ISEE Prep Middle Level
ISEE Prep Middle Level by Young Scholars Circle
ISEE Types of Questions
The first four sections are composed of multiple-choice questions. The fifth section, the essay, is not scored but requires the student to respond to a preselected writing prompt.
The first four sections are composed of multiple-choice questions. The fifth section, the essay, is not scored but requires the student to respond in handwriting to a preselected writing prompt.
The first two sections, Verbal Reasoning, and Quantitative Reasoning, measure the applicant’s reasoning ability.
- Sentence Completion
The Middle-Level Verbal Reasoning section consists of vocabulary and sentence completion. Each vocabulary item consists of an abstract, grade-level appropriate word followed by four possible answer choices. Each sentence completion item consists of a sentence with one missing word followed by four potential answer choices. A student must select the word that most appropriately completes the context of the sentence.
- Word Problems
- Quantitative Comparisons
At the Middle Level, the Quantitative Reasoning section consists of word problems and quantitative comparisons. The word problems differ somewhat from traditional mathematics achievement items in that some require either no or simple calculation. The quantitative comparison items present two quantities, (A) and (B), and ask the student to select one of the following four answer choices: (A) The quantity in Column A is greater. (B) The quantity in Column B is greater. (C) The two quantities are equal. (D) The relationship cannot be determined from the information given.
The next two sections, Reading Comprehension and Mathematics Achievement, measure the applicant’s ability to correctly answer curriculum-based concepts appropriate at that grade level according to curriculum standards adopted by the National Council of Teachers of English (NCTE) and the National Council of Teachers of Mathematics (NCTM).
To determine a student’s reading comprehension skills, in the Reading Comprehension section, the student is asked to read a passage and answer items specific to that passage. The six passages in this section are age-appropriate and length-appropriate. Each passage is specially written to contain contemporary information and to be of high interest to students in the middle grades. The passages cover various subjects, including arts, contemporary life, history, and science.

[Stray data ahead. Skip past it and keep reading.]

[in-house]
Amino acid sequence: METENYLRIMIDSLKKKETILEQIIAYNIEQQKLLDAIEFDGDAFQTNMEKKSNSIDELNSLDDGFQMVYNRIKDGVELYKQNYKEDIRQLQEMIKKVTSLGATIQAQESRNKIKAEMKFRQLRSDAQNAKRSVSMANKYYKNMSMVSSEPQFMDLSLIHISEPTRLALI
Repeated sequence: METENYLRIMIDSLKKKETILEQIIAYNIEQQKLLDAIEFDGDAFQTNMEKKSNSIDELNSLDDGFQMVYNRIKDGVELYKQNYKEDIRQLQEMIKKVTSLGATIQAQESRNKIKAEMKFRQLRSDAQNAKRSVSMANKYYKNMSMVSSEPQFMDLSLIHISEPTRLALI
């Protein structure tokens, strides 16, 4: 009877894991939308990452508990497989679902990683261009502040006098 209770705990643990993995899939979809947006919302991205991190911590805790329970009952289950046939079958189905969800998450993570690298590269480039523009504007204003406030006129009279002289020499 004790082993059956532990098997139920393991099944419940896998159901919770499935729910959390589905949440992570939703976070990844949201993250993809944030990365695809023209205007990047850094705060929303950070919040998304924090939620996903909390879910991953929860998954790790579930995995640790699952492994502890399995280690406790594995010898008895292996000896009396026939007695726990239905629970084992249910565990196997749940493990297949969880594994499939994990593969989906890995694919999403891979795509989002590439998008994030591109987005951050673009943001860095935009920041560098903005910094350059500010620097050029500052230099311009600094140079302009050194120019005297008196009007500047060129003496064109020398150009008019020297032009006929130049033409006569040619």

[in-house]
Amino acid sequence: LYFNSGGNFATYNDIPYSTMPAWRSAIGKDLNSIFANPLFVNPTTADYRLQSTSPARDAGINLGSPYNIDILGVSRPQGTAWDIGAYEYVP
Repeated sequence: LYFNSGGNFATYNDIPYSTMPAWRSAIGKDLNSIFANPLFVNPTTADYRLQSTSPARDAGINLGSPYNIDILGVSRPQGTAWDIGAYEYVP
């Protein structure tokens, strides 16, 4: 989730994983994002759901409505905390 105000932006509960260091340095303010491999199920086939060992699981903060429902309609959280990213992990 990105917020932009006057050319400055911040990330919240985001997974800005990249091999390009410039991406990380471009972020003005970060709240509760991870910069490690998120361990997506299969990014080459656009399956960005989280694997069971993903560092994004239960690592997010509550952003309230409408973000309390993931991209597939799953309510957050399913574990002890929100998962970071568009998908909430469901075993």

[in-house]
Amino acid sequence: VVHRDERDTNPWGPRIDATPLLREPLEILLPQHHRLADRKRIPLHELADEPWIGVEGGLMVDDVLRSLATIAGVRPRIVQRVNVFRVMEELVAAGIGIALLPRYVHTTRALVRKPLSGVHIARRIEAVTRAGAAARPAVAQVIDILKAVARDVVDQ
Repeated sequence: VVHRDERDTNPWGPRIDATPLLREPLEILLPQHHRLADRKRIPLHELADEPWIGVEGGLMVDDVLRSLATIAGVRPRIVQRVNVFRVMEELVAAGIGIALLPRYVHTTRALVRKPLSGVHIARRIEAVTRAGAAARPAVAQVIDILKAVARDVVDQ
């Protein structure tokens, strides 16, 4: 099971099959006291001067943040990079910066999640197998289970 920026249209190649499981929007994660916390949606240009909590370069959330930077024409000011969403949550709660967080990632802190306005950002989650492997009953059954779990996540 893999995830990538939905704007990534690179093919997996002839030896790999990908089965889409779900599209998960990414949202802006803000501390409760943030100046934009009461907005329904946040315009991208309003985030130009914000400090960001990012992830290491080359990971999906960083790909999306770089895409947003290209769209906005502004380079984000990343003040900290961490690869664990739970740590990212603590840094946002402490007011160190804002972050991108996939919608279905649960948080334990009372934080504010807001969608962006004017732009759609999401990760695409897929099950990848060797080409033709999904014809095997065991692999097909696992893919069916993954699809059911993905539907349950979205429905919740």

Mathematics Achievement items conform to national mathematics standards and ask the student to identify the problem and find a solution to the problem. The items require one or more steps in calculating the answer.
The Essay is written by the student in response to a writing “prompt” or topic that is grade-level
appropriate. The prompts rotate throughout the testing season. They are designed to prompt students to write an informed essay on a particular topic. As is true of the passages in the Reading Comprehension section, these prompts have been written for a contemporary feel and a high level of interest to current students. Each prompt is free of bias, global in scope, and representative of various subjects. Each prompt is one or two sentences long and asks students to respond to the situation described. Prompts may relate to the student, the student’s community, or the world.
The ERB does not score the written essay. They send a copy of the essay to the school(s) designated in the ISEE registration along with the scores for the rest of the test. They do not send a copy of the essay to the parents.